Patients with peripheral artery disease (PAD) who received 24-week treatment of ramipril showed significant improvement in pain-free and maximum walking times in a randomized clinical trial. While the results are “particularly notable,” the author of an accompanying editorial cautioned that they may apply to a limited patient population.
The results were published in the Feb. 6 issue of the Journal of the American Medical Association.
In 2006, Anna A. Ahimastos, PhD, of the Baker IDI Heart and Diabetes Institute in Melbourne, Australia, and colleagues reported the results of a randomized pilot study that compared the angiotensin-converting enzyme (ACE) inhibitor ramipril (Ramace, Sanofi-Aventis) with placebo in 40 adults with symptomatic PAD (Ann Intern Med 2006;144:660-664). They found that the mean pain-free walking time was 227 seconds longer in the ramipril group and maximum walking time improved by 451 seconds. But the patients selected for the study had no history of diabetes or hypertension, which limited the applicability of the findings.
Ahimastos and colleagues designed the current study to overcome some of those limitations. They enrolled 212 patients (mean age 65.5 years) in Australia who had PAD between May 2008 and August 2011. Patients with an ankle brachial index of less than 0.90 at rest in at least one leg, a history of intermittent claudication and a stable medication regimen for at least six months met the inclusion criteria. They excluded patients with poorly controlled hypertension, other major comorbid conditions as well as any other condition that limited walking.
The primary outcome was pain-free walking time and maximum walking time on a treadmill at baseline and six months. Patients were randomized to receive either 10 mg a day of ramipril or a placebo for 24 weeks. Baseline characteristics were similar in both groups.
The researchers reported that at six-months ramipril was associated with a 77 percent and 123 percent increase in pain-free and maximum walking times, respectively. The ramipril group had a 75-second increase in mean pain-free walking time and a 255-second increase in maximum walking time compared with the placebo group.
Ahimastos et al noted that the magnitude of improvement had been larger in their pilot study and attributed that to the exclusion of patients with diabetes and aortoiliac disease. In the present study, they found that the maximum walking time was greater in patients with femoropopliteal disease compared with patients with aortoiliac disease, at 286 seconds and 127 seconds, respectively. “The broader inclusion criteria and larger study population make the current findings applicable to a more representative PAD population with claudication,” they wrote.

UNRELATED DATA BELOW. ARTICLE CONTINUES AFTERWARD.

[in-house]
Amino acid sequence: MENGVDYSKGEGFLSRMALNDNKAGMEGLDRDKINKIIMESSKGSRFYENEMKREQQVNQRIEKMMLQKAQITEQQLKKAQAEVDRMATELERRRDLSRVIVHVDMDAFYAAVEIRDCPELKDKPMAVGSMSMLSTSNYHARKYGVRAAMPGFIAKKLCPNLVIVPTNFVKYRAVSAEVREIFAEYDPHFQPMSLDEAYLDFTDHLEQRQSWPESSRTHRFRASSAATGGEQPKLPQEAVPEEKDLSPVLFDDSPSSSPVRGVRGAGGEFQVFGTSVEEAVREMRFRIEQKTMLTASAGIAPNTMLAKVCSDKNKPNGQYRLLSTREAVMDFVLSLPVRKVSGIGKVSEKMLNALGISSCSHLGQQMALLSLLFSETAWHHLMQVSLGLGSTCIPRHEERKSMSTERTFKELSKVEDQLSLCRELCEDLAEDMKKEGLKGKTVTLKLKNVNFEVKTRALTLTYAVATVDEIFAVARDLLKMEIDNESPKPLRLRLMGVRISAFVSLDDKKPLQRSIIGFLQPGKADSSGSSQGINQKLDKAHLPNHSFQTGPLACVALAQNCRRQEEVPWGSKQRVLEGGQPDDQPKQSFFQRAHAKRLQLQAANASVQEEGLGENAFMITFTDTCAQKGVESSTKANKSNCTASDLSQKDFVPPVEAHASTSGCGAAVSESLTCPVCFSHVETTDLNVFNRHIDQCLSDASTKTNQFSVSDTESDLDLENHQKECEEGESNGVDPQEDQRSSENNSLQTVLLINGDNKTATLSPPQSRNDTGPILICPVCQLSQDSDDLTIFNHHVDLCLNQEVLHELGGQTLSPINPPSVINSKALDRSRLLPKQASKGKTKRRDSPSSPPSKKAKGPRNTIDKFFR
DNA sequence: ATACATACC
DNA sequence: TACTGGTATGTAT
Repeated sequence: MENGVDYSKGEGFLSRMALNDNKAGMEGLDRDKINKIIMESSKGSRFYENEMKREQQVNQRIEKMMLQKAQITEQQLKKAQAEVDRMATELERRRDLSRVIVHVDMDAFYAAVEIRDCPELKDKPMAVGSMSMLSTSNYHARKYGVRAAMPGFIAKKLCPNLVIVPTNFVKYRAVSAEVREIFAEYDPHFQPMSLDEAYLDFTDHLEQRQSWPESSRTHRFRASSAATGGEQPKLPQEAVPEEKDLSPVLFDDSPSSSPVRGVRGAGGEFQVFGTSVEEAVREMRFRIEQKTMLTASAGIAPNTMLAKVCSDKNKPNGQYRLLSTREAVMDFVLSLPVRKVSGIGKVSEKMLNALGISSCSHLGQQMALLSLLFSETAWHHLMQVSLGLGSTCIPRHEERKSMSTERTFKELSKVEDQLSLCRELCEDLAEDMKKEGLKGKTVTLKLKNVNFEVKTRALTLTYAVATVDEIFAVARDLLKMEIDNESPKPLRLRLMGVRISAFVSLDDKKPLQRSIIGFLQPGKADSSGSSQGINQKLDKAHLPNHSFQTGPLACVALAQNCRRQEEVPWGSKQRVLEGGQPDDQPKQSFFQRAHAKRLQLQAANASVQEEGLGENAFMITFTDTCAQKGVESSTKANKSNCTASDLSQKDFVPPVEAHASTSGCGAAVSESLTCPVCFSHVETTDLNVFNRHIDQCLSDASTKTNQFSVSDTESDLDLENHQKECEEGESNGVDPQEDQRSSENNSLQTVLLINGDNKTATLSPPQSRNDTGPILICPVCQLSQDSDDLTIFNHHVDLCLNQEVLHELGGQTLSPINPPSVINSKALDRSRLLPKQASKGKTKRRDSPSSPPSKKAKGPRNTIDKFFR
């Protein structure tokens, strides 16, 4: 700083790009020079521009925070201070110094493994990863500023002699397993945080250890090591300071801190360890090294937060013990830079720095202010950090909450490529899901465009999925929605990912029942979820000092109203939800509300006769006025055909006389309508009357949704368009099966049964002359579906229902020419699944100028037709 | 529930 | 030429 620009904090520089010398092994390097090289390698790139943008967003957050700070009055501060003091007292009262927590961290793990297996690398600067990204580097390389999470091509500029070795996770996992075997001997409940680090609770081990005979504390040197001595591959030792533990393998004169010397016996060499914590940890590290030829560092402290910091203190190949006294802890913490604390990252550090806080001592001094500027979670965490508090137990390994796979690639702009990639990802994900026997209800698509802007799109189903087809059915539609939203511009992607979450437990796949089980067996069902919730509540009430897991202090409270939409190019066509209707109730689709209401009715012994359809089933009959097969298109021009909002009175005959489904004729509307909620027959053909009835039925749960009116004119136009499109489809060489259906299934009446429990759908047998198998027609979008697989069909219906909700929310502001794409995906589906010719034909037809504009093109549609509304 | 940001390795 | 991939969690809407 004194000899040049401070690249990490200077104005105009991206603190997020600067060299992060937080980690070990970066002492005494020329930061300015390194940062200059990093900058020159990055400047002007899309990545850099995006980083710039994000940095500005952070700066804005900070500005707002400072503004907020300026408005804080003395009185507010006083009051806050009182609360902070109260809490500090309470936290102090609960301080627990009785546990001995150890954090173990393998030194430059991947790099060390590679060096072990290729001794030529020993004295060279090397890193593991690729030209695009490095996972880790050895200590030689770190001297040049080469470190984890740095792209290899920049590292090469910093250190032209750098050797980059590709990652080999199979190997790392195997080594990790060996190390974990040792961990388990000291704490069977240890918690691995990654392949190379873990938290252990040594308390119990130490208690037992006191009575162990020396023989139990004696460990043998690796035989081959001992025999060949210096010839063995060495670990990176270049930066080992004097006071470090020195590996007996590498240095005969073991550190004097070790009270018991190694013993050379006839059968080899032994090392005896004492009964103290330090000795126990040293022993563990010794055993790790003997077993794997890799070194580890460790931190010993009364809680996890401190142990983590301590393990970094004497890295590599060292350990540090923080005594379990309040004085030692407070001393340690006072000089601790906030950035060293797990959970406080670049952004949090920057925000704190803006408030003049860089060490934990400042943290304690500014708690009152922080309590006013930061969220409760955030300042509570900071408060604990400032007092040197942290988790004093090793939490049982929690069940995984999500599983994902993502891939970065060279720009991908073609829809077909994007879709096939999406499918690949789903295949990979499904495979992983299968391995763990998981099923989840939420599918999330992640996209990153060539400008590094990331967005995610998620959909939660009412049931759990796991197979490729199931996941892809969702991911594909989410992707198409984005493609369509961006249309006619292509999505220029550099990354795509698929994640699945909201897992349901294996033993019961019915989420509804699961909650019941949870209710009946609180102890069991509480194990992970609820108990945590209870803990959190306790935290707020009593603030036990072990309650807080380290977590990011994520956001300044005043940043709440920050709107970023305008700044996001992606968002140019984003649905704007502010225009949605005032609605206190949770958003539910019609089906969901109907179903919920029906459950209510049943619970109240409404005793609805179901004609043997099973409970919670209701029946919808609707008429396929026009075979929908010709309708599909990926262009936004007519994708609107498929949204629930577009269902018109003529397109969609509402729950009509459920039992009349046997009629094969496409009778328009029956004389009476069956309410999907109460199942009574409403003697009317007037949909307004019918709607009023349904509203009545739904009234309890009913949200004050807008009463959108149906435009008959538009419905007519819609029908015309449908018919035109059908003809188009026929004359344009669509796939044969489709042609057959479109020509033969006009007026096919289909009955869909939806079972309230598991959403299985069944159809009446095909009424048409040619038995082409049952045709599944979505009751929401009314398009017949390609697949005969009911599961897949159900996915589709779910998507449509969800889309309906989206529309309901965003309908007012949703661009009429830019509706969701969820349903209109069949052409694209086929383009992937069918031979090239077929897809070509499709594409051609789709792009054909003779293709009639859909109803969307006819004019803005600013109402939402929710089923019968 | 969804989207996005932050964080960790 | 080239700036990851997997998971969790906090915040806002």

They speculated about the mechanisms that might explain the improvement, including the possible effect of ACE inhibitors on skeletal muscle and glucose metabolism. But they noted that any such benefits are controversial.
Although the patient population was more diverse than in the pilot study, results still may not be generalizable to the broader patient population, they acknowledged. Editorial writer Mary McGrae McDermott, MD, of Northwestern University Feinberg School of Medicine in Chicago, agreed that the exclusion criteria limited the study’s applicability. She pointed out that the study population was restricted to Australians but she also emphasized that the sample size exceeded that of prior trials.
“Given the paucity of effective therapies for treating functional limitation in PAD and recent randomized controlled clinical trials that have failed to demonstrate improved walking performance in response to novel medical therapies in PAD, the magnitude of improvement associated with ramipril in the study by Ahimastos et al is particularly notable,” she wrote. She recommended further studies to confirm the results and to assess ramipril’s benefits in more ethnically diverse populations.